Commencing on September 8, 2009 Toronto Police Services will be conducting a city-wide campaign referred to as “Back to School Campaign”. This city-wide campaign will run from September 8 to September 22, 2009. In 2008 Police conducted the same “Back to School” campaign. During this period in 2008, there were nearly two (2) collisions per day, involving school−aged children as pedestrians or cyclists.

The following link provides alot of the offences, the sections of the H.T.A section that apply, the set fines, the court fees and the Victim Fine Surcharges and the total owing (after adding up the set fine, court fee and the victim fine surcharge).

  • September 14, 2009 – Should Toronto’s City Council mandate helmet usage for cyclists?
  • October 1, 2009 – Myth and Reality of Cycling and Safety.
  • October 5, 2009 – Green Commuting – Pilot project launched at Toronto’s Union Station.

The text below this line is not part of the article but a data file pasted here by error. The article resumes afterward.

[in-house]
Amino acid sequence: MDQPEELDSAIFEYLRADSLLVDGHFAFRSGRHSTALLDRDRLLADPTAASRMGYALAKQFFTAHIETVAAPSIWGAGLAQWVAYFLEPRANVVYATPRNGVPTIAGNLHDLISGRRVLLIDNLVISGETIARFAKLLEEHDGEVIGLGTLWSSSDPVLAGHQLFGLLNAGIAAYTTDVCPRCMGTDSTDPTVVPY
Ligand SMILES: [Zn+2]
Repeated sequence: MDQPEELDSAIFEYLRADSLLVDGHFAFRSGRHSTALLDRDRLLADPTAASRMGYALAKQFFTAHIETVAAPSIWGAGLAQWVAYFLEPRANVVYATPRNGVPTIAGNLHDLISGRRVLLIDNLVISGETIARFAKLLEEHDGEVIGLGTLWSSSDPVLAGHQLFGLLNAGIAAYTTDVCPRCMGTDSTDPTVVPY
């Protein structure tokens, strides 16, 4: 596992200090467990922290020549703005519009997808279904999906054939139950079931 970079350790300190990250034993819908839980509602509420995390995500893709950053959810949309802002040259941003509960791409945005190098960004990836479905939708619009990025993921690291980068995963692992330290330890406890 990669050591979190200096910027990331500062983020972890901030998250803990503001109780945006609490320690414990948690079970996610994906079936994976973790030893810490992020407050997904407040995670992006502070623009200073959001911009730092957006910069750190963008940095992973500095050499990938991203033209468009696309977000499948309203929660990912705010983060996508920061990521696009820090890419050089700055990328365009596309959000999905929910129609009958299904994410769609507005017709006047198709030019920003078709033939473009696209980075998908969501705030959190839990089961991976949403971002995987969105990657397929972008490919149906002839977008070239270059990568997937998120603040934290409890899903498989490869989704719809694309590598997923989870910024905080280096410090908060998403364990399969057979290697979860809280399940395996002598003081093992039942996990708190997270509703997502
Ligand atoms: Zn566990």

• April 19, 2010 – Bikes over Motor Vehicles
  • April 19, 2010 – U of T students believe walkway in the air could save lives of pedestrians.
  • April 23, 2010 – Bike messenger receives a $325.00 ticket when she travels through a red light on her bike.
  • June 10, 2010 – What are the rules about Drinking and Biking?
  • Bicycle Accidents Toronto, Reported in 2008

    Update:

    There were 1,068 bicycle accidents reported to Toronto Police in 2008 (based on a report from the Toronto Transportation Department). This information only refers to “reported incidents” and does not take into account all of those bicycle accidents which were not reported to Police.